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'Need to strike a balance': Calgary looks to density and development to tackle its housing crisis

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As a housing crisis continues in Calgary, the city is looking to strike a balance between increasing density – both in established neighbourhoods and in new ones.

The day after councillors approved a contentious blanket rezoning item, a city committee approved four new communities that could bring more than 18,000 new homes to the city.

"We do need to build houses in Calgary in a timely manner," Ward 1 Coun. Sonya Sharp said Wednesday. "But we do need to strike a balance between inner city development and greenfield."

Seven communities were proposed at Wednesday's infrastructure and planning committee meeting, though only four were recommended by administration.

If passed by council, the four communities would eventually add 18,677 homes. It would cost $81 million in capital costs, which will need to be discussed in six months when council looks at budget adjustments.

As new communities are under consideration, one in southeast Calgary held an official groundbreaking Thursday morning.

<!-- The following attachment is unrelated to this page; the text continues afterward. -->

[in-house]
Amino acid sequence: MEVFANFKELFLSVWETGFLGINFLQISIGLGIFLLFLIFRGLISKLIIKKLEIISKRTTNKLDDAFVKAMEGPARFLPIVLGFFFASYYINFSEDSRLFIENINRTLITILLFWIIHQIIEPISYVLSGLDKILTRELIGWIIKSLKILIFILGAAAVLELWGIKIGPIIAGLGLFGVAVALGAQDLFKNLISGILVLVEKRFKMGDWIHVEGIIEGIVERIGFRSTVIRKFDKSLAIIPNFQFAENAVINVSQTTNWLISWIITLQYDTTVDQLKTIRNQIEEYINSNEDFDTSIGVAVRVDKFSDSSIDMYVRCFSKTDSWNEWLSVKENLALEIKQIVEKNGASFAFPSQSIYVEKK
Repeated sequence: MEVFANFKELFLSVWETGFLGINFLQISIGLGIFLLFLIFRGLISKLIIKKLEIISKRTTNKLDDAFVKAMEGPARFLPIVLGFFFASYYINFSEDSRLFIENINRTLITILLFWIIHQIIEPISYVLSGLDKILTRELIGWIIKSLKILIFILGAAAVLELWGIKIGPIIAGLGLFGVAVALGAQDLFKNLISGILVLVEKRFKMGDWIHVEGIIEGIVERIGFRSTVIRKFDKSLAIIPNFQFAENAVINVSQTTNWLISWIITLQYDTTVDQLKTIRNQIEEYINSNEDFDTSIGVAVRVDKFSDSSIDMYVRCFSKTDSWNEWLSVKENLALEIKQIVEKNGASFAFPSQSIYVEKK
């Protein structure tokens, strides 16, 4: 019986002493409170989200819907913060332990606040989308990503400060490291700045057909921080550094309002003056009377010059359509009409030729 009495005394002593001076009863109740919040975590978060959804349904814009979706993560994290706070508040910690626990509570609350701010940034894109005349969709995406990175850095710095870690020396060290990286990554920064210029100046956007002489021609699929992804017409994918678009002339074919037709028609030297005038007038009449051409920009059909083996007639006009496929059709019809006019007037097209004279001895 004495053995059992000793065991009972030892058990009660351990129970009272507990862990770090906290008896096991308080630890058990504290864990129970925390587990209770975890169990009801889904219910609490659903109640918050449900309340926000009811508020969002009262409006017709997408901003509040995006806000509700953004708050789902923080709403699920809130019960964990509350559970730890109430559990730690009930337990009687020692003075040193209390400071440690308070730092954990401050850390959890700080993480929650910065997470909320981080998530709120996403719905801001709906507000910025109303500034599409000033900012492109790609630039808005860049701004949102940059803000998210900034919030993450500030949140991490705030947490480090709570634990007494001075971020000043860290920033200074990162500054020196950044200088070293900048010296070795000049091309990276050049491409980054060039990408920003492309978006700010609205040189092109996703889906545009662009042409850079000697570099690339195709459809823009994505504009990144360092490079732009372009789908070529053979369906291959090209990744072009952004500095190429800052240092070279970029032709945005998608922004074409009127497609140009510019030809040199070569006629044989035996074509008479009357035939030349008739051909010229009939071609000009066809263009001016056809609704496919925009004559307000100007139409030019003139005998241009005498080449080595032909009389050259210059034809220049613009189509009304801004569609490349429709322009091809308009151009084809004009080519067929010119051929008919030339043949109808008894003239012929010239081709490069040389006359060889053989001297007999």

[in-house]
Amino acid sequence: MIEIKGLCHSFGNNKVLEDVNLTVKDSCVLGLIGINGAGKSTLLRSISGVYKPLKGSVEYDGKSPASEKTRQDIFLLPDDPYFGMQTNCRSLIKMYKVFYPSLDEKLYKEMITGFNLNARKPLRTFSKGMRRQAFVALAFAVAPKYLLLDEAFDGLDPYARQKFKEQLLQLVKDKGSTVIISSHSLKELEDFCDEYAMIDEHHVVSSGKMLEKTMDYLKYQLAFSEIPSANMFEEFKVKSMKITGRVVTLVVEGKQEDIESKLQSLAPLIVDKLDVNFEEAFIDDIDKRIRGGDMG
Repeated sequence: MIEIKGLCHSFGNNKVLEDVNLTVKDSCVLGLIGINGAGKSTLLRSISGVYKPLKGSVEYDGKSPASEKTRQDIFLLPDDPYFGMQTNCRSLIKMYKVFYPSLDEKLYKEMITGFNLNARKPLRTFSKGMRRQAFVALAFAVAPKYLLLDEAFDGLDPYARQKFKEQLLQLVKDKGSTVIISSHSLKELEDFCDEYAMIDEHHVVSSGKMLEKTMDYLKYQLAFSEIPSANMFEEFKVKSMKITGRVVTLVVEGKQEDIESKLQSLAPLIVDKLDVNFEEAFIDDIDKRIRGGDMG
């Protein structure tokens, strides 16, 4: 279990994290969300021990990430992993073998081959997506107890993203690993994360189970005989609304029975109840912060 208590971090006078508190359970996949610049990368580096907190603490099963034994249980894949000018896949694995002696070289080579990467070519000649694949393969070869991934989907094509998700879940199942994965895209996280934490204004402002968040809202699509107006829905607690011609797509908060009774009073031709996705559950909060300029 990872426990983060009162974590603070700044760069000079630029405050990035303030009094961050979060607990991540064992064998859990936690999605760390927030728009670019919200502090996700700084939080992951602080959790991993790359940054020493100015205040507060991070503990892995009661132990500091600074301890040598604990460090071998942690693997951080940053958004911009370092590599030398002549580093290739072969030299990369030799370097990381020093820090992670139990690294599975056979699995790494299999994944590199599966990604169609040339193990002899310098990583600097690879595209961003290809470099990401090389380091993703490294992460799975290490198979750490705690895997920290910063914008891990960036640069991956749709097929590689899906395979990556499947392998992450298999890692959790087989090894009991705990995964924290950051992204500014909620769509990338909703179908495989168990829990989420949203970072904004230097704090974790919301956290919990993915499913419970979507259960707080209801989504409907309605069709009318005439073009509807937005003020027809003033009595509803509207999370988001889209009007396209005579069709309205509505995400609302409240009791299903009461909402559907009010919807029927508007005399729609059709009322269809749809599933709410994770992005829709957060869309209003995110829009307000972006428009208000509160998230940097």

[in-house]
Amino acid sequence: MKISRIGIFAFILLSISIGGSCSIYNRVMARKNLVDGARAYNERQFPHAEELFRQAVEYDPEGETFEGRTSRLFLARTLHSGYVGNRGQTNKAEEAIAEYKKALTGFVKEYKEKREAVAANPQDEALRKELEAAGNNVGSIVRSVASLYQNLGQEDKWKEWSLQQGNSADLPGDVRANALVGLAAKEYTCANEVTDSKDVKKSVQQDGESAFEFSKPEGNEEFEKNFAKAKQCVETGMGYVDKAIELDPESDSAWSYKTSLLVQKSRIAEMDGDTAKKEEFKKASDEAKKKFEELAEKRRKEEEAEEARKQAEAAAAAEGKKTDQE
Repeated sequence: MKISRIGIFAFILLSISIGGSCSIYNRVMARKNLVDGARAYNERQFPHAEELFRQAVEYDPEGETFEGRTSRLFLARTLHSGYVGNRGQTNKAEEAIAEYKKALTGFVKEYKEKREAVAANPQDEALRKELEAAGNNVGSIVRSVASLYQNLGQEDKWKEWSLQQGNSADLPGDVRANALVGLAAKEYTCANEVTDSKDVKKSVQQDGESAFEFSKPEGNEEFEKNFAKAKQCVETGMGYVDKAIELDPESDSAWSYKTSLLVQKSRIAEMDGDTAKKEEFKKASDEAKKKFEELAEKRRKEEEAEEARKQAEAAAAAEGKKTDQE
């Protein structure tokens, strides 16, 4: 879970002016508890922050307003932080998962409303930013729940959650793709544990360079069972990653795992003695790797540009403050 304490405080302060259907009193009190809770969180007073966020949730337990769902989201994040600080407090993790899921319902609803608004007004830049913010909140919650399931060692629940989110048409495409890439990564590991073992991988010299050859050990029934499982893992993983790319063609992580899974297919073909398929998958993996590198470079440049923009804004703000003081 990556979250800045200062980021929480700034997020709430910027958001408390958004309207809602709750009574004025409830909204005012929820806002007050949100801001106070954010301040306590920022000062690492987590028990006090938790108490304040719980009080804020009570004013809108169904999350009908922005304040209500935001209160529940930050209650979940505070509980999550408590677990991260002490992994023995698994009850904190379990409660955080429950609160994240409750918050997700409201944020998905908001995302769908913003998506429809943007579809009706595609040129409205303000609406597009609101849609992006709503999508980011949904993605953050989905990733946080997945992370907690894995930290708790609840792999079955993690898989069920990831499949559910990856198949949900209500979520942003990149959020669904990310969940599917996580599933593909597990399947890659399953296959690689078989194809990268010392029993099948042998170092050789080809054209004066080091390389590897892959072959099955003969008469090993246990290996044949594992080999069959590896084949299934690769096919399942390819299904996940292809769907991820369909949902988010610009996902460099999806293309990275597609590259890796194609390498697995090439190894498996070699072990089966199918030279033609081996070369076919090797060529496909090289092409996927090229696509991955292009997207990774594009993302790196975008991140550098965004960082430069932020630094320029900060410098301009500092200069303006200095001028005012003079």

Heartwood, which is next to the community of Seton, will see 2,000 homes developed on 200 acres of land. The plan is for the community to include single-detached homes and high-density projects over the next five years.

"On our multi-site, there's a potential for townhomes and duplexes, which, again, adds to the density of the neighbourhood and also the opportunity for that affordable mix," explained Luciano Salvador, executive vice president of Rohit Communities.

The need for more housing diversity is something city administration and housing advocates brought up many times over the 16-day public hearing over proposed blanket rezoning to try to address affordability.

The most recent market update from the Canadian Real Estate Association (CREA) shows home prices in Canada declined slightly in April compared to the year before, but Alberta proved to be an outlier.

While prices nationally fell by 0.6 per cent, the benchmark cost of a home increased by 9.6 per cent to now sit at $577,100.

"Calgary is moving against the grain with, really, exceeding national housing price increases," said Mark Parsons, chief economist with ATB.

"What we see there is a migration story. People are coming to Alberta in droves from the rest of Canada, and that's putting extra pressure on Alberta's housing market," he said.

Parsons said more housing supply is badly needed in Calgary and Alberta with more people moving to the province.

"The good news is we are starting to see more home construction in the province. Multi-family starts have really taken off in Calgary and that bodes well. But we do need to build more as the construction industry fights to keep up with soaring demand," he added.

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